Its that time of the year. Its time to go to La Cabane à Sucre. If there are maple trees that grow where you live threre is a good chance that you know what I'm talking about. During springtime maple trees leak a wonderful sweet sap that is boiled and then becomes maple syrup. Mmmmm!
Have you ever had maple syrup before? REAL maple syrup, not the Mrs. Butterworth, Aunt Jemima variety of supermarket syrups that pretend to approximate the good stuff. The subtle taste of real maple syrup beats any other sugary concoction you can put on a stack of waffles, pancakes or french toast. And the province of Quebec is the place to go for a veritable maple experience.
Although the state of Vermont and provinces of Ontario and New Brunswick churn out a fair deal of maple syrup, Quebec pumps out 75% of the world’s supply. And as any blind taste test will tell you, La Belle Province does it right. From small, family-run establishments to huge, assembly-line, factory-like productions, cabanes a sucre or sugar shacks, tap into the pure essence of maple trees all over the province.
What began as a collection of humble, subsistence operations has become a vital cog in Quebec’s massive tourism industry. Every schoolchild from Montreal to Quebec City visits a sugar shack as part of a class trip every other spring. The season is a busy one for maple mavens, not only because of the inherent harvest – as the snow and ice melts, tin buckets or plastic pipes fitted to maples trees fill up with sap, of which it takes 40 litres to produce 1 litre of delicious syrup – but also because of the tsunami-like tide of visitors. There is no ritual in Quebec quite so genuine and endemic as the sugar shack experience and maple syrup production.
Although large-scale operations exist in close proximity to Montreal and make all the headlines in tourist brochures, be forewarned: most locals consider them watered-down, fast-food, big-box versions of the real deal sugar shack experience. You can have a great time at these virtual maple-marts, especially if you have a huge brood of children in tow and want a place not too far from downtown Montreal – most have mini-zoos,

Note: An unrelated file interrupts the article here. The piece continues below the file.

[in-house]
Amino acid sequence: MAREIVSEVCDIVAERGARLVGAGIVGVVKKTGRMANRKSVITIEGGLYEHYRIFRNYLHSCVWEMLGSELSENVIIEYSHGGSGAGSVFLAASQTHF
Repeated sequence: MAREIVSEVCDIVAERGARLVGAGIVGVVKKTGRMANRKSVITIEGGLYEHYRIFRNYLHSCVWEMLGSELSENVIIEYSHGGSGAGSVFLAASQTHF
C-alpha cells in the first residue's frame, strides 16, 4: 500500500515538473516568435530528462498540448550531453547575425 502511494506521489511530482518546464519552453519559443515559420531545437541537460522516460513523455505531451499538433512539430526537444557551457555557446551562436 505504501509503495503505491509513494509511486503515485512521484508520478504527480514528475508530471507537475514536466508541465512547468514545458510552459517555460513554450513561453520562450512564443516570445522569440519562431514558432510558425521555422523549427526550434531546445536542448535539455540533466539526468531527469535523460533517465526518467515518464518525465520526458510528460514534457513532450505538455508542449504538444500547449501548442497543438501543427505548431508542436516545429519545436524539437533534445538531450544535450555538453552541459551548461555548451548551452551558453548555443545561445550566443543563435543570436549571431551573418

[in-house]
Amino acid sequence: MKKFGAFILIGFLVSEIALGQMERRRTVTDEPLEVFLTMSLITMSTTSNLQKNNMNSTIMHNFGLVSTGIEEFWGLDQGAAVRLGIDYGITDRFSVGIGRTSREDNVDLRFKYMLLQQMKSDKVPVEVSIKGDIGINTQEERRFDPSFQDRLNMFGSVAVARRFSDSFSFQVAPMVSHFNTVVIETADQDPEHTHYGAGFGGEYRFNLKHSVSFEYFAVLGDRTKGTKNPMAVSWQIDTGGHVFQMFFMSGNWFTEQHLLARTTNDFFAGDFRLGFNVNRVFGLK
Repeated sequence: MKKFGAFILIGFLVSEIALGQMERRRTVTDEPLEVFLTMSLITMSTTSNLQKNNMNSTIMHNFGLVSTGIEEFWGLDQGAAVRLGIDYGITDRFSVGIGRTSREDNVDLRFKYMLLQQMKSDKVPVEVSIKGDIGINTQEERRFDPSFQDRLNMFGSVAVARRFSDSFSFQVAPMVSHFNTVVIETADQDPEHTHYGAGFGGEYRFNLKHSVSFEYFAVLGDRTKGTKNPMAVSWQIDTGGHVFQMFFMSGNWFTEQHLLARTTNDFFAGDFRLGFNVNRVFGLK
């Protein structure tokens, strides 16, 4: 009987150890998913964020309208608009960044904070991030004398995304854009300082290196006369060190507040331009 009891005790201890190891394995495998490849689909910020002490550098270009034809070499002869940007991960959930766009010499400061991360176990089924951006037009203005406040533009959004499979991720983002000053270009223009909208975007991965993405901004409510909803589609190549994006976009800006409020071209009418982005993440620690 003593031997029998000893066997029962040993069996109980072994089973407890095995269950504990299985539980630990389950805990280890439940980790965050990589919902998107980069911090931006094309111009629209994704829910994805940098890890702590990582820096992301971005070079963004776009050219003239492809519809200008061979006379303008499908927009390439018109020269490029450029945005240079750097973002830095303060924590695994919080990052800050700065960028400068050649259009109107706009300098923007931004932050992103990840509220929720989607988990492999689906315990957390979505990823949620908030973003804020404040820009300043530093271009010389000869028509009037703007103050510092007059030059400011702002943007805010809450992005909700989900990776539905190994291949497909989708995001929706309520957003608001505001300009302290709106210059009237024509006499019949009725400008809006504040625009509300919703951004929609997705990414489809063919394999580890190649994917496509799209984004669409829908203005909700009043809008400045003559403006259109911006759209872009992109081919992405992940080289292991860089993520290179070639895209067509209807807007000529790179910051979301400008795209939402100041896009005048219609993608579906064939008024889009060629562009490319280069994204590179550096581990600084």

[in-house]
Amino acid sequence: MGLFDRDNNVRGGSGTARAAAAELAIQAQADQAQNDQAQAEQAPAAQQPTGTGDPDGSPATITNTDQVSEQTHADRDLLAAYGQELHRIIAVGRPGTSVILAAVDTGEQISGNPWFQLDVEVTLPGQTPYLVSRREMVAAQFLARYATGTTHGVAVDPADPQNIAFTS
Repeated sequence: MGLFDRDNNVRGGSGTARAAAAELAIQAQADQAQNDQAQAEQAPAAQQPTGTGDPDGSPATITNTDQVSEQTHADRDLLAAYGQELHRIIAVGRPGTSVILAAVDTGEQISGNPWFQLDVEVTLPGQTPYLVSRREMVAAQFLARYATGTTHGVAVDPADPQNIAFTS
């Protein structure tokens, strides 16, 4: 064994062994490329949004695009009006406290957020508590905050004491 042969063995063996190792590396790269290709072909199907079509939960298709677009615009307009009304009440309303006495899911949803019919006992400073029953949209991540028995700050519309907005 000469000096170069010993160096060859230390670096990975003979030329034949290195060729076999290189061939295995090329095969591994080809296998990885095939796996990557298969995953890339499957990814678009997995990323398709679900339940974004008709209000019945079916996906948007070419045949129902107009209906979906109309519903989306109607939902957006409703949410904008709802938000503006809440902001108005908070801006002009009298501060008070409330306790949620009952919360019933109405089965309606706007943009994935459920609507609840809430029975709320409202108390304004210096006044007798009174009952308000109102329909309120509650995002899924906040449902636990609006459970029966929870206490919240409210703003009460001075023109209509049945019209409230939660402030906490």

horse-drawn sleigh-rides, entertainment and more – but if you’re a true foodie and off-the-beaten-path kind of person, you’ll be disappointed by the springtime crowds. Obviously, the more remote the sugar shack is,the more genuine it’s likely to be. There are still scores of idyllic, snow-covered sugar shack operations hidden deep in forested regions of Quebec. While it’s certainly not practical for everyone to trek out to the wilderness in search of maple-paradise, more and more international tourists have been game in recent years to explore parts way outside of Montreal and Quebec City
So what makes a good cabane a sucre? For most, it’s all about the food and ambiance. Small, authentic sugar shacks that prepare the Quebec comfort food of old, in cozy, near-backwoods environs. To most Quebecois, these are the hallmarks of cabane a sucre perfection.
Maple syrup is just the tip of the sugar shack iceberg. While the amber ambrosia is most pure in syrup form, it serves as a vital ingredient in Quebecois cuisine as well. Real sugar shack fare is hearty and originates back to a time when winter survival was a serious obstacle. As such, sustenance, especially for rural folk, had to provide rich nourishment.
Thus, in order for a cabane a sucre to qualify as authentic today, it must serve copious amounts of: thick pea soup, homemade baked beans, meat pies or tourtieres, maple-cured ham, oreilles de crisse (fried strips of salt pork fat), omelettes, Quebec beers and wine and maple-sweetened desserts like sugar pie, crepes and “grands-peres” (yeast dumplings or doughnuts poached in maple syrup).
The sumptuous feast must invariably end outdoors with traditional maple taffy, where hot, super-concentrated syrup is poured on a bed of fresh snow and scooped up with wooden sticks. Hopefully you have room left to enjoy this quintessential Quebecois treat, known simply as tire. It’s absolutely critical to the sugar shack experience. And by all means, schedule a dentist appointment soon thereafter.
Here is a collection of pictures of "cabane à sucre". Some are pictures of the one I went to last week-end. It's called Cabane à sucre de la Montagne. Its just 20 minutes from my house. I've also included some historical paintings depicting sugar shacks in 18 and 19th century. Enjoy!
This is the owner of La Cabane à Sucre de la Montagne. This where I went. It sits at the top of a small mountain. I dont mind walking up knowing I will need all the exercise in the world to burn up calories I am about to ingest.
Turn of the century cabane à sucre.
Warning: ingesting large amounts of sugar may give you the need to climb up a roof...